Richard and I saw this Kurt Weill oratorio at Carnegie Hall on 5/6, performed by the Collegiate Chorale and the Orchestra of St. Luke’s. I’m a huge Weill fan, he’s one of my favorite composers, and I wasn’t sure I’d ever have another opportunity to hear this piece. It has a libretto by Franz Werfel, it was first performed in 1937 under the title *The Eternal Road*. It was five hours long, so I bet it really did seem eternal. The rebranded version we saw, *The Road of Promise*, is just over two hours long - - but it turned out to be only half that long, because we left at intermission!
The usual: it was boring. Much of the music was beautiful, but most of it was not very inspired. It sounded like first rate Hollywood movie music. Which I love, but is it right for an oratorio about the suffering of the Jewish people? I kept thinking of that great quote by Bette Davis: she was filming *Dark Victory* and was about to do the scene at the end where she knows she’s dying of a brain aneurysm (or some such thing) and blindly, placidly, heroically walks up a flight of stairs. She turned to the director, Edmund Goulding, before she did the first take, and said, “Is Max Steiner going to be doing the music score to this picture?” Goulding said he didn’t know, and asked why she was asking such a trivial question just before filming such an important scene. She said, “Well, either I’m going to climb those stairs or Max Steiner is going to climb those stairs, but I’ll be God-damned if Max Steiner and I are going to climb those stairs together!” Of course Steiner did write some soupy music to accompany Davis going up the stairs, and I’m sure she threw a tantrum. Anyway, Weill sounds a little like Max Steiner in this piece, and not in a good way.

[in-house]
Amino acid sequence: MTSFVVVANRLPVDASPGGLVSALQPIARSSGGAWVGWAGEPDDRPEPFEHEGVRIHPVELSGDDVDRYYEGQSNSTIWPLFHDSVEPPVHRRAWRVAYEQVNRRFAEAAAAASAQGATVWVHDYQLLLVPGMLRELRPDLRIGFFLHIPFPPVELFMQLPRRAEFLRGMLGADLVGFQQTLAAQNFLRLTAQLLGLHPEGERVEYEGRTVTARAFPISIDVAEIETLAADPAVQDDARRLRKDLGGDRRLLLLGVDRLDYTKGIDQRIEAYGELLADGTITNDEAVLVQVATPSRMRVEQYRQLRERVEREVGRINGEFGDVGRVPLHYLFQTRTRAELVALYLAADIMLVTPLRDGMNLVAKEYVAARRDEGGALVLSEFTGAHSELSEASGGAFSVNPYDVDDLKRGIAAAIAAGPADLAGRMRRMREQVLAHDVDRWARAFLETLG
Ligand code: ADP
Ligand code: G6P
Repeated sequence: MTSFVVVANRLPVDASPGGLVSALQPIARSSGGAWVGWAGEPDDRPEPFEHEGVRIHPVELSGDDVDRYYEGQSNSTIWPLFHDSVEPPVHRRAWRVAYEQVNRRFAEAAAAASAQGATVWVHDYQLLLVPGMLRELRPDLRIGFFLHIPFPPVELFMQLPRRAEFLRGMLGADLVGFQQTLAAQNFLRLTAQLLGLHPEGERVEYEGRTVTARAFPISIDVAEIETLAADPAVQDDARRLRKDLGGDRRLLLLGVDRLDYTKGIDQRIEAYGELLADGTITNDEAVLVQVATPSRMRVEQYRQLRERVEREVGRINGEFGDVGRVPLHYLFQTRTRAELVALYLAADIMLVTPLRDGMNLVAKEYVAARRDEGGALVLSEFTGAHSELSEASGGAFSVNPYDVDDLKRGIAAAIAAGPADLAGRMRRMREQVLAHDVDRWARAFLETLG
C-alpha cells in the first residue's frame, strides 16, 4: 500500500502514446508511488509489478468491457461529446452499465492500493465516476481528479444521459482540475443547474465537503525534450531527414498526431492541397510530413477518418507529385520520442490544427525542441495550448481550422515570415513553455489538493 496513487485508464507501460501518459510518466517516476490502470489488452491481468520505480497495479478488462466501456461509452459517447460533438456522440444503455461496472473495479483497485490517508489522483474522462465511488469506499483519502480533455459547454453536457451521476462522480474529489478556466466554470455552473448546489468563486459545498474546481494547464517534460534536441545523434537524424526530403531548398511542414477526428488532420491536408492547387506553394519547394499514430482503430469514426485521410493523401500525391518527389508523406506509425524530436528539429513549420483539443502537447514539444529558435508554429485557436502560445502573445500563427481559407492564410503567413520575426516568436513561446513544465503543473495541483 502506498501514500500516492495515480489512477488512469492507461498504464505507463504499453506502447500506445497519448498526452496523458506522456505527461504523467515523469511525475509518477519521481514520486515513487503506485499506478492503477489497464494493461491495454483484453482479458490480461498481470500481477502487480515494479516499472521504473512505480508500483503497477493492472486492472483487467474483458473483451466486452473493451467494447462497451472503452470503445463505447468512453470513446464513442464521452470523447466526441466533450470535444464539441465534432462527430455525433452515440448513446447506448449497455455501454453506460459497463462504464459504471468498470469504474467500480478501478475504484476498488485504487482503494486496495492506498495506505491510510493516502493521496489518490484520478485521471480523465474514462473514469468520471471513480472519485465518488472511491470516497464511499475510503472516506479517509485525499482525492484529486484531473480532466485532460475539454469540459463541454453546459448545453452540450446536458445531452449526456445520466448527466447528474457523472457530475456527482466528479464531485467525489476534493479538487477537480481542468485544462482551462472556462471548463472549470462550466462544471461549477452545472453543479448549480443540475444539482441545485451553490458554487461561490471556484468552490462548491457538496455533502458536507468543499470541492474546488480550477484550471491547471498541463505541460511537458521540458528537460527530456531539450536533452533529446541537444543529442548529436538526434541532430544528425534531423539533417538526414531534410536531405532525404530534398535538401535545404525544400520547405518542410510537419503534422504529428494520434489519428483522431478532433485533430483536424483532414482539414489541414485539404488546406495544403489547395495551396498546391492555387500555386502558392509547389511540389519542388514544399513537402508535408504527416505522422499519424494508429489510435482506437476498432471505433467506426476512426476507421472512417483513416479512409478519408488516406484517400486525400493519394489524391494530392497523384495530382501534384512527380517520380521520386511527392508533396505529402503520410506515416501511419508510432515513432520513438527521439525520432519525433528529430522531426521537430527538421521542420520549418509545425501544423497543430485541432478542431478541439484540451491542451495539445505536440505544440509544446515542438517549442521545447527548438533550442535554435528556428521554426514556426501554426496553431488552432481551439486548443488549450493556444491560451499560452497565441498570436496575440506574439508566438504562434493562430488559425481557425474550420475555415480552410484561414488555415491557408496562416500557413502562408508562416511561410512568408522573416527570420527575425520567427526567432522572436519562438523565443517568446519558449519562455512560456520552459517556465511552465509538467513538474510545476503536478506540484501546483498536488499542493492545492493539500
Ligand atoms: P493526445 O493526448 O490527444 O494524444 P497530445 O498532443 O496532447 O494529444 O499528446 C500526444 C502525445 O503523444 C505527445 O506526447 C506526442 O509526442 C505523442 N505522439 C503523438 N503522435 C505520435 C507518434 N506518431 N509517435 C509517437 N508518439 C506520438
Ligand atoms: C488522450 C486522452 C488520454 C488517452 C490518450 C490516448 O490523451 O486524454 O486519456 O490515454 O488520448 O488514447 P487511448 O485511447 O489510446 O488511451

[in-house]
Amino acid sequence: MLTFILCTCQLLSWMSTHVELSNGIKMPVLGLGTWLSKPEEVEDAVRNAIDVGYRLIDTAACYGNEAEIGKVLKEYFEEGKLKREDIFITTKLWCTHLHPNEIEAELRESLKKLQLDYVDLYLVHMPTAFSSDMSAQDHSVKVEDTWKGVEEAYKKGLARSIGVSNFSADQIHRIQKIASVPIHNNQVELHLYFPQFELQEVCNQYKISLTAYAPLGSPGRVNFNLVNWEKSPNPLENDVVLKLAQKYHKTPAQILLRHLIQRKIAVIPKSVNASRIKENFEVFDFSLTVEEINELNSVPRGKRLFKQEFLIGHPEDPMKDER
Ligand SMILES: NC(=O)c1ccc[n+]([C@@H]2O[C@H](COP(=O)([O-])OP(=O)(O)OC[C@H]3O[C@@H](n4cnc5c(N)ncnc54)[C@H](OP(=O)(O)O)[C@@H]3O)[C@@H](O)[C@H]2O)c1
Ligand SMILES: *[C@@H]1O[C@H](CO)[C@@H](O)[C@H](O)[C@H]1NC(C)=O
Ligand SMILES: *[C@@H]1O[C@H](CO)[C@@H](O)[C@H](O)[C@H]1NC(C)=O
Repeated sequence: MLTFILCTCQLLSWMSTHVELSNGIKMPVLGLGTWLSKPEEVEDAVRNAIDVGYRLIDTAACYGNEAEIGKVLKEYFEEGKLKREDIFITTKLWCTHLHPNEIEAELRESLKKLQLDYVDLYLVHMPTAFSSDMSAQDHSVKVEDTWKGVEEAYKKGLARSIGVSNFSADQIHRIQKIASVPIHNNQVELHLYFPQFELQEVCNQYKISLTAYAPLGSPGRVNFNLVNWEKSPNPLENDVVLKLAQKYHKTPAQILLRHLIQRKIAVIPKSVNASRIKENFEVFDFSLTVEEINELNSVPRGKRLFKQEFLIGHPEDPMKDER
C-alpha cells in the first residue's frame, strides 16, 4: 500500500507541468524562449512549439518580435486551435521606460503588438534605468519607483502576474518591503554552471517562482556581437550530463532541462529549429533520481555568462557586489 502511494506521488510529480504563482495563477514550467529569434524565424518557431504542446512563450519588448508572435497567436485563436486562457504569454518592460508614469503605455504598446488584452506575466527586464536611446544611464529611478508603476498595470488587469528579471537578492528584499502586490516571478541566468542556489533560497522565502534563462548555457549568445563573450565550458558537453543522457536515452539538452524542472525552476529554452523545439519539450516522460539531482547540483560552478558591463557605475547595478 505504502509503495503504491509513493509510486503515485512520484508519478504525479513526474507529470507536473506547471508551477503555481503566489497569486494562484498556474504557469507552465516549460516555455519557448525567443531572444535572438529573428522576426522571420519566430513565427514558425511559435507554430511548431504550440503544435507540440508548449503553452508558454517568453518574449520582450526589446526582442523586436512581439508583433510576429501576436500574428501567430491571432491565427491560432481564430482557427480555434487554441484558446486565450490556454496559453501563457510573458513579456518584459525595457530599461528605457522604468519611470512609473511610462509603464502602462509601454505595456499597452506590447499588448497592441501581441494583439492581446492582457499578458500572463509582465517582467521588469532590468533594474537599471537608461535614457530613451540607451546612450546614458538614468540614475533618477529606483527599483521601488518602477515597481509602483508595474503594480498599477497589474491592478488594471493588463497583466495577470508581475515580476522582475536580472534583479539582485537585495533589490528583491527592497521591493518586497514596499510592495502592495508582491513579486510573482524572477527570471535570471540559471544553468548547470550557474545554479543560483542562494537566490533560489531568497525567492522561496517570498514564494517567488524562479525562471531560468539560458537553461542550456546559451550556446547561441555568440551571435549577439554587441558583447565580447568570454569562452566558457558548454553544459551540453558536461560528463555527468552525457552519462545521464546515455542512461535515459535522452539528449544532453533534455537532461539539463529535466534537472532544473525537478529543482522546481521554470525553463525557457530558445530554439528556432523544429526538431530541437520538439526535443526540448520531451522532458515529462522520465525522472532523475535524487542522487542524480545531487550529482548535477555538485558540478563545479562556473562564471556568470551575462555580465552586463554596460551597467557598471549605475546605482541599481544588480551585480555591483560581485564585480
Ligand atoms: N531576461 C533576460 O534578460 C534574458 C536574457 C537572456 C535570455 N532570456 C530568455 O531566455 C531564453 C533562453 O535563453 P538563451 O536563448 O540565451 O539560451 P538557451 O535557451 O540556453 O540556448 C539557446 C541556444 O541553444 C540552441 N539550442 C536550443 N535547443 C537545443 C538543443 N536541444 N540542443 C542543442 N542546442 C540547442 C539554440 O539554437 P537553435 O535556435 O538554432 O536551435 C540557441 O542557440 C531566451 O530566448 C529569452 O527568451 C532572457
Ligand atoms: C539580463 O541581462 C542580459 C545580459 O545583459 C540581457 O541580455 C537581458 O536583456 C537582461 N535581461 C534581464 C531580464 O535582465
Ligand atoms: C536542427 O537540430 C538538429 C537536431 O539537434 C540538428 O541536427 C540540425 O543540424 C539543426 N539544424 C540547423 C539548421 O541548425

Anthony Dean Griffey sang the role of the rabbi, and he was very good. He has a lovely voice and really seemed to care about the piece. Mark Delavan sang the role of Abraham and later Moses, and he was NOT very good. He has a gorgeous voice, and often sounded great, but gave the impression of not caring at all. There was one sequence when it sounded like he didn’t really know how it went - - I wasn’t 100% sure, because I’d never heard it before, but it shore did sound like he was making it up. And this is Kurt Weill, it’s not what I would call challenging music. This is not Xenakis.